What is Occipital Neuralgia?

Occipital neuralgia is a very specific type of headache, where the pain is in the back of the head, at the very top of the neck and behind the ears. This location relates to an area supplied by a nerve, called the occipital nerve, which usually gathers information about pain and touch from this exact area. In occipital neuralgia this area can also sometimes not feel normal sensations as well as usual. While it is usually only on one side of the head, it can sometimes be on both.

Risk Factors

Often the exact cause of occipital neuralgia is not found, but some of the more common causes are:

  • Trauma (damage) to the back of the head
  • ‘Pinching’ (entrapment) of the nerve by overly tight neck muscles
  • Osteoarthritis of the bones in the neck, compressing the nerve as it leaves the spine
  • Lesions (eg. bone cancers) in the neck (very rare)


The most important questions the doctor will ask will be about the headache and exactly where it is felt. This is because occipital neuralgia occurs in a very specific location. They will also want to rule out other causes that can give similar sorts of symptoms. These can include pain from the muscles of the neck (rather than a nerve) and referred pain from the neck.

Clinical Examination

The only feature of occipital neuralgia that can really be examined is that when you press over the nerve itself then it can be particularly painful.

How is it Diagnosed

The clinical presentation of the condition is far more important in the diagnosis of occipital neuralgia, but there is one test that the doctor may like to do. The doctor may then want to try and numb the occipital nerve by injecting a small amount of local anaesthetic where the nerve runs. If this stops the pain then it is almost diagnostic of occipital neuralgia. They may also want to do an x-ray of the neck to examine the bony structures.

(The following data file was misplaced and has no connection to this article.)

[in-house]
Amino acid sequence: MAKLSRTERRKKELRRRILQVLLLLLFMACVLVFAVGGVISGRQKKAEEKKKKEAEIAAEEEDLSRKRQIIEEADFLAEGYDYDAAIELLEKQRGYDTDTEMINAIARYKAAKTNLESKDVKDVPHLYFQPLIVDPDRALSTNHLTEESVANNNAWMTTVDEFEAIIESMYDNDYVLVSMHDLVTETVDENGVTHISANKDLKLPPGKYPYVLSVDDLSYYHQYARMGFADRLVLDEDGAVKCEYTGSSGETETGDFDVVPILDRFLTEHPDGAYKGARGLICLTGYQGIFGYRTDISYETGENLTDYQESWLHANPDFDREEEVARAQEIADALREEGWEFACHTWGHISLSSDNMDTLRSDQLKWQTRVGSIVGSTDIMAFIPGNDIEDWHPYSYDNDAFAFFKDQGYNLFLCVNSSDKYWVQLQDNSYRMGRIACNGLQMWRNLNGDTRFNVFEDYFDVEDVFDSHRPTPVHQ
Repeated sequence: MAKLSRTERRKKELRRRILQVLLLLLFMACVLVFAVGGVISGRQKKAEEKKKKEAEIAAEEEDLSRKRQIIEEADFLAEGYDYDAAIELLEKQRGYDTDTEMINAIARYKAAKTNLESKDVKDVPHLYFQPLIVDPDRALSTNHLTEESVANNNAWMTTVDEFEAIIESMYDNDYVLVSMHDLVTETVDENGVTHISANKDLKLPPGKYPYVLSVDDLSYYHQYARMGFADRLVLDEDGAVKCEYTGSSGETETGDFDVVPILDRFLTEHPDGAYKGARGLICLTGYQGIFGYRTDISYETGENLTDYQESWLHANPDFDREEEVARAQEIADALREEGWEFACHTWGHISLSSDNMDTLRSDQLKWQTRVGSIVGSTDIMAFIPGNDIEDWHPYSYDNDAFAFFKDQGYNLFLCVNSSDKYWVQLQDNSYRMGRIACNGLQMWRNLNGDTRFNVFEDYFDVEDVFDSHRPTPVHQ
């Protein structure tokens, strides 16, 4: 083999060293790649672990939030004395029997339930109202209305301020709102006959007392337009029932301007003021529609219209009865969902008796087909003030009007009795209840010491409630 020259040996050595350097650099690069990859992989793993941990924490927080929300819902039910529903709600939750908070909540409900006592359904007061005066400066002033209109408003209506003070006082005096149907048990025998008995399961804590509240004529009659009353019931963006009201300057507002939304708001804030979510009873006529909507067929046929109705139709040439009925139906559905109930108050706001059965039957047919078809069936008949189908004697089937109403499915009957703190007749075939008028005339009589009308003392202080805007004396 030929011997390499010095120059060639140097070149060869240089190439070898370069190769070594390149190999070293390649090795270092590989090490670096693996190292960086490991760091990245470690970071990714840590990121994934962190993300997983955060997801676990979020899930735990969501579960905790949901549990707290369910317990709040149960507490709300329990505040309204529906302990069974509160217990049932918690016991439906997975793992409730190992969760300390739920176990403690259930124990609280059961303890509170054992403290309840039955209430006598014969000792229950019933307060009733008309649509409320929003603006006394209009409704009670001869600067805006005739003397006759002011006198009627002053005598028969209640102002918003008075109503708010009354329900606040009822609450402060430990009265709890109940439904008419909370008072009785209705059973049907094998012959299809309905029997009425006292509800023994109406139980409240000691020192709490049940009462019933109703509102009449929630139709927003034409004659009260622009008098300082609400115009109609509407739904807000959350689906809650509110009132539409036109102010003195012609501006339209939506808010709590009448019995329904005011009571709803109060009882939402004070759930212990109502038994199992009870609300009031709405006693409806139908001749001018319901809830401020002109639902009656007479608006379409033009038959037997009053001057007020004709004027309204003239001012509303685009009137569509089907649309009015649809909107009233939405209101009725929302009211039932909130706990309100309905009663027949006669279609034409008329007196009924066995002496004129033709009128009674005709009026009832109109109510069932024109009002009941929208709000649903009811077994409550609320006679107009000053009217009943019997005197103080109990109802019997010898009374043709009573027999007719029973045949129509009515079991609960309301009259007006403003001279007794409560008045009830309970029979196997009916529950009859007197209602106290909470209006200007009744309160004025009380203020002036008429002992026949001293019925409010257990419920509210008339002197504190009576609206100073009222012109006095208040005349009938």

Occipital neuralgia can last for a very long time, but it may stop by itself after a while. Generally, occipital neuralgia is a long-term condition that requires treatment to lessen the pain.


Treatment of occipital neuralgia is actually the same as the investigation detailed above. The doctor will want to inject a small amount of local anaesthetic or maybe a steroid into the area. This should stop the pain quite quickly, and the pain relief may last for several weeks. When the pain returns, this can be done again. There are very few complications from this treatment, although some people have been known to get cushing’s syndrome (steroid excess) from repeated steroid injections.
In extreme cases, a small device can be implanted that blocks the pain signals, and in even more severe cases, surgery can be done to take pressure off the nerve, and remove some of the pain fibres.


  1. Ashkenazi, Avi, Levin, Morris. Three common neuralgias. Post-graduate Medicine 2004; 116:3.
  2. Headache Classification Subcommittee of the International Headache Society. The international classification of headache disorders (Second edition) Cephalalgia 2004;24(Suppl 1):9-160.